A few weeks ago, Landon Thomas Jr, a reporter from the New York Times, approached me to do an interview about the causes and consequences of the housing boom and bust cycle we have been going through. Rather than bring him to my (rather nice) office in the new Kemmy Business School, I suggested we go out into Limerick city, to a social welfare office (this one) and meet people who have been directly affected by the downturn, and go to Southill and Moyross, and meet people who haven't been affected by either. He said yes to both ideas, and he wrote about his experiences in Limerick and Dublin in today's New York Times.
I mean, talking to me is nice, I like to think I know something about what's going on with the Irish economy, but to get a real sense of what's happening, you don't want to talk to a guy who can't get fired about a surge in unemployment and a macroeconomic collapse.
So off we went to the social welfare office on a wet Wednesday before Christmas. Dell had just announced they were considering cutting 2,000 jobs at the local plant, and many construction firms were laying workers off or going into liquidation. We met some nice and, frankly, frightened people. People who had never been unemployed---who didn't even know anyone unemployed, until a few weeks ago. People with young families, scared about what the future held for them.
We were told many of the people laid off in October and November were bouncing in nightclubs or driving taxis or working on family farms for a pittance. People were very nice, and extremely generous with their time. I think Landon, the NYT reporter, got a good sense of what was going through their minds at the time. The security guard said there were so many people signing on on Monday and Tuesday that there were fights when someone tried to skip the queue.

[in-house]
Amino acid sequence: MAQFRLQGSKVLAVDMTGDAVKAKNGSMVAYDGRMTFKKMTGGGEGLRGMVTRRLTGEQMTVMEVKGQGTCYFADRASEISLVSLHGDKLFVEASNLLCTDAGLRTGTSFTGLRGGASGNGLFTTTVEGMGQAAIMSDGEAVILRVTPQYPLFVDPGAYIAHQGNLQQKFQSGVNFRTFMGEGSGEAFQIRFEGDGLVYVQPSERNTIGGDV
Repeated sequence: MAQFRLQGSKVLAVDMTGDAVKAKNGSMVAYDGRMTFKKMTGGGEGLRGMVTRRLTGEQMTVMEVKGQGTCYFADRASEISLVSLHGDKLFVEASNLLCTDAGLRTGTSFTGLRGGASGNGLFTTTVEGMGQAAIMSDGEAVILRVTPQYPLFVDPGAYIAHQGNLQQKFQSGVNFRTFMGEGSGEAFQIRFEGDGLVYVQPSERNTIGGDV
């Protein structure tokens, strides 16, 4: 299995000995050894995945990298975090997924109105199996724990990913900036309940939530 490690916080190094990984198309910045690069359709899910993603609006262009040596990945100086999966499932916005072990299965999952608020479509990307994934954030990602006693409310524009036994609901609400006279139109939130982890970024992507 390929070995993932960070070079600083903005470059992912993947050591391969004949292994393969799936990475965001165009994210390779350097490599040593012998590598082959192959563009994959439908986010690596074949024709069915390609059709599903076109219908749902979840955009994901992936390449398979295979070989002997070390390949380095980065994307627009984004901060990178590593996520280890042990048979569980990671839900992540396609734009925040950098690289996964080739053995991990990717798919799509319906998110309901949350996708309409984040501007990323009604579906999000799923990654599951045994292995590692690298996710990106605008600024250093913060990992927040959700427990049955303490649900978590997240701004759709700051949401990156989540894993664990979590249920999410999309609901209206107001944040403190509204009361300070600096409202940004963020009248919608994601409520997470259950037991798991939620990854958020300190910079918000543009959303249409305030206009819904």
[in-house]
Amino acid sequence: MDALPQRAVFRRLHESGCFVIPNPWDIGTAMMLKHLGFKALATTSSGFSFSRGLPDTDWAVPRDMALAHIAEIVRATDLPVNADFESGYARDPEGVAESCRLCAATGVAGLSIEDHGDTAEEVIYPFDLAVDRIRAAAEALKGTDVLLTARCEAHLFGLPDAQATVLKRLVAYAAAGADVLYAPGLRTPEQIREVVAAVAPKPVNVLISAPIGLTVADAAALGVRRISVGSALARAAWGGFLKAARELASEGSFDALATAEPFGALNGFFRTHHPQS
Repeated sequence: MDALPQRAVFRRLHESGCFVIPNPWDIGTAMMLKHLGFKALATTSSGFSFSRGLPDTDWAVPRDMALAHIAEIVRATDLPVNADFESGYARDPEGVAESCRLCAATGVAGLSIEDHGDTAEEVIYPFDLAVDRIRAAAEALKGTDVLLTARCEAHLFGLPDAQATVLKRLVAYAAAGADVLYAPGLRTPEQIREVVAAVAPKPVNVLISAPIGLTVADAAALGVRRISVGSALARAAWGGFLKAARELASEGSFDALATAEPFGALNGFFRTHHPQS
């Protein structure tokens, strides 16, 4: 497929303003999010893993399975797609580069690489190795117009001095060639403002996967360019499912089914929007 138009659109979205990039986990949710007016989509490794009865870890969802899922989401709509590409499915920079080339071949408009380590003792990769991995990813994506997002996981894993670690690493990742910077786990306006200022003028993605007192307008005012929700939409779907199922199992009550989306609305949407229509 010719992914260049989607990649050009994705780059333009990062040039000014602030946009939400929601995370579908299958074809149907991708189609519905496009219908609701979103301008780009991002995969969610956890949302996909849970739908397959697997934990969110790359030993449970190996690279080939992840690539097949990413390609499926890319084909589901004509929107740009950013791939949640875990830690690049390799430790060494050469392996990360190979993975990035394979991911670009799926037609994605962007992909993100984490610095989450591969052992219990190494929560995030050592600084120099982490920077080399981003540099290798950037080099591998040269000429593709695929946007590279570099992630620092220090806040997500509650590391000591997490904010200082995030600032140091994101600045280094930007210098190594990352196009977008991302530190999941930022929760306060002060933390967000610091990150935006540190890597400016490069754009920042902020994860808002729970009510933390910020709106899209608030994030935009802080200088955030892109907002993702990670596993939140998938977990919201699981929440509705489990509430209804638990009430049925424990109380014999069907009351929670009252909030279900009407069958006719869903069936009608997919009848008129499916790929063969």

We left the social welfare office and traveled to Moyross (map), a disadvantaged area on the outskirts of the city of Limerick. Moyross is one of the most deprived places in Europe, and also one of the areas scheduled to be redeveloped by the regeneration project currently underway in Limerick.
Moyross is one very long cul-de-sac. Driving through it, you feel slightly depressed by the layout and general conditions of the houses and infrastructure. Given the stories one hears about the place, I confess I was pretty happy it was a gloomy wet Wednesday afternoon as we rolled about in our bright red hire car (Of course, nothing happened, and everyone was lovely). I must say I'm very hopeful for the prospects of regeneration in this area.
We talked to local activists, and met some of the residents, all of whom were guardedly skeptical about the possibility of renewal of the area. Many spoke about the services that are there, recently installed, and I heard later how many of those made unemployed by the drop in housing construction are now working with young offenders in government-sponsored community schemes.
Then we met the Franciscan friars, in particular Brother Shawn, who told us about their experiences praying for and with the people of Moyross, and living with them. Brother Shawn described the people and the work of the monks in conveying the gospel to this area, and spoke to us of the other missions the friars had been on in Honduras, London, and the South Bronx. The monks paint religious motifs on the burned out and abandoned houses around their friary, and here are some pictures I took of them on the day. The friars are trying to make things better for Moyross in their own way---through prayer.
We left Moyross in the late afternoon with Brother Shawn, discussing the potential for growth and development of disadvantaged areas in Ireland and abroad.
It was an interesting day, and I learned a lot about what's going on in the Irish economy, without googling anything :).
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Here are the monks in 2007, talking in Moyross.